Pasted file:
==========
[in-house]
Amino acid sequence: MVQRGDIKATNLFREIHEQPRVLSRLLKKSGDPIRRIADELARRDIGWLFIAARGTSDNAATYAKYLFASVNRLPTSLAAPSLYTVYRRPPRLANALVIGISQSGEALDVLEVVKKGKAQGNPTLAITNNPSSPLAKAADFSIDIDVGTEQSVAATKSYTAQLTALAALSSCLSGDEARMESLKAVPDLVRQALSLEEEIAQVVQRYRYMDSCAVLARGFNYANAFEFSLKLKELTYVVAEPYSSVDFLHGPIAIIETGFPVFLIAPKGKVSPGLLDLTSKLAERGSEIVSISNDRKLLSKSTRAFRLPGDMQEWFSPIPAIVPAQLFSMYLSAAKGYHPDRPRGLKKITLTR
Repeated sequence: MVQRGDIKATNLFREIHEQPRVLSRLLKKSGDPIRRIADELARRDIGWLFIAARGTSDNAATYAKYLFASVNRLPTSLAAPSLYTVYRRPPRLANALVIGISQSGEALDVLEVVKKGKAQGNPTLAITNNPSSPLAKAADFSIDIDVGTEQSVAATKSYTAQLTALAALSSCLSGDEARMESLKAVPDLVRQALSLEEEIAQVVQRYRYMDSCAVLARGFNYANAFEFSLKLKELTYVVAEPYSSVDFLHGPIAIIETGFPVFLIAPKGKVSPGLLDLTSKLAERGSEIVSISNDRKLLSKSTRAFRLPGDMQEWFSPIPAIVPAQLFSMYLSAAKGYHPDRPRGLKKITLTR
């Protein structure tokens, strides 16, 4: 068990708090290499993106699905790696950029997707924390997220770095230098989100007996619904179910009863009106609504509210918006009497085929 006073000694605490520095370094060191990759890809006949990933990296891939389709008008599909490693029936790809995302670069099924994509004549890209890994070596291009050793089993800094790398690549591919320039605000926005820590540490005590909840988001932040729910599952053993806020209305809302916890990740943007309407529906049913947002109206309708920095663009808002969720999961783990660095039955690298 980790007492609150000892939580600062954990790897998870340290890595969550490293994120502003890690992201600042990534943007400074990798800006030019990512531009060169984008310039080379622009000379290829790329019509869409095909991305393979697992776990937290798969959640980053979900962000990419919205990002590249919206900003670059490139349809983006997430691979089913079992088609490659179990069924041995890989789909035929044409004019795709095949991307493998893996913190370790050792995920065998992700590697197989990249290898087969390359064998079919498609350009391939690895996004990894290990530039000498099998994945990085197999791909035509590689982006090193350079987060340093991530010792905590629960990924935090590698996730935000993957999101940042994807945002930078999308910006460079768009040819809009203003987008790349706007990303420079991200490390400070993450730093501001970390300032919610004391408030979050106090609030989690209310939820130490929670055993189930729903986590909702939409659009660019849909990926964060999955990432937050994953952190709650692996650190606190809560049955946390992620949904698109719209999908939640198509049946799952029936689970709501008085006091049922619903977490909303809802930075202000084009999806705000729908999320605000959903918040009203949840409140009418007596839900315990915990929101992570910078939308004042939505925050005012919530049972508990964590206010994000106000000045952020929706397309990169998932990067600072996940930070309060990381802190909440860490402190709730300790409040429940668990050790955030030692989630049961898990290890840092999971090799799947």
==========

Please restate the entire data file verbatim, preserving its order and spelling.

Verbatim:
[in-house]
Amino acid sequence: MVQRGDIKATNLFREIHEQPRVLSRLLKKSGDPIRRIADELARRDIGWLFIAARGTSDNAATYAKYLFASVNRLPTSLAAPSLYTVYRRPPRLANALVIGISQSGEALDVLEVVKKGKAQGNPTLAITNNPSSPLAKAADFSIDIDVGTEQSVAATKSYTAQLTALAALSSCLSGDEARMESLKAVPDLVRQALSLEEEIAQVVQRYRYMDSCAVLARGFNYANAFEFSLKLKELTYVVAEPYSSVDFLHGPIAIIETGFPVFLIAPKGKVSPGLLDLTSKLAERGSEIVSISNDRKLLSKSTRAFRLPGDMQEWFSPIPAIVPAQLFSMYLSAAKGYHPDRPRGLKKITLTR
Repeated sequence: MVQRGDIKATNLFREIHEQPRVLSRLLKKSGDPIRRIADELARRDIGWLFIAARGTSDNAATYAKYLFASVNRLPTSLAAPSLYTVYRRPPRLANALVIGISQSGEALDVLEVVKKGKAQGNPTLAITNNPSSPLAKAADFSIDIDVGTEQSVAATKSYTAQLTALAALSSCLSGDEARMESLKAVPDLVRQALSLEEEIAQVVQRYRYMDSCAVLARGFNYANAFEFSLKLKELTYVVAEPYSSVDFLHGPIAIIETGFPVFLIAPKGKVSPGLLDLTSKLAERGSEIVSISNDRKLLSKSTRAFRLPGDMQEWFSPIPAIVPAQLFSMYLSAAKGYHPDRPRGLKKITLTR
């Protein structure tokens, strides 16, 4: 068990708090290499993106699905790696950029997707924390997220770095230098989100007996619904179910009863009106609504509210918006009497085929 006073000694605490520095370094060191990759890809006949990933990296891939389709008008599909490693029936790809995302670069099924994509004549890209890994070596291009050793089993800094790398690549591919320039605000926005820590540490005590909840988001932040729910599952053993806020209305809302916890990740943007309407529906049913947002109206309708920095663009808002969720999961783990660095039955690298 980790007492609150000892939580600062954990790897998870340290890595969550490293994120502003890690992201600042990534943007400074990798800006030019990512531009060169984008310039080379622009000379290829790329019509869409095909991305393979697992776990937290798969959640980053979900962000990419919205990002590249919206900003670059490139349809983006997430691979089913079992088609490659179990069924041995890989789909035929044409004019795709095949991307493998893996913190370790050792995920065998992700590697197989990249290898087969390359064998079919498609350009391939690895996004990894290990530039000498099998994945990085197999791909035509590689982006090193350079987060340093991530010792905590629960990924935090590698996730935000993957999101940042994807945002930078999308910006460079768009040819809009203003987008790349706007990303420079991200490390400070993450730093501001970390300032919610004391408030979050106090609030989690209310939820130490929670055993189930729903986590909702939409659009660019849909990926964060999955990432937050994953952190709650692996650190606190809560049955946390992620949904698109719209999908939640198509049946799952029936689970709501008085006091049922619903977490909303809802930075202000084009999806705000729908999320605000959903918040009203949840409140009418007596839900315990915990929101992570910078939308004042939505925050005012919530049972508990964590206010994000106000000045952020929706397309990169998932990067600072996940930070309060990381802190909440860490402190709730300790409040429940668990050790955030030692989630049961898990290890840092999971090799799947």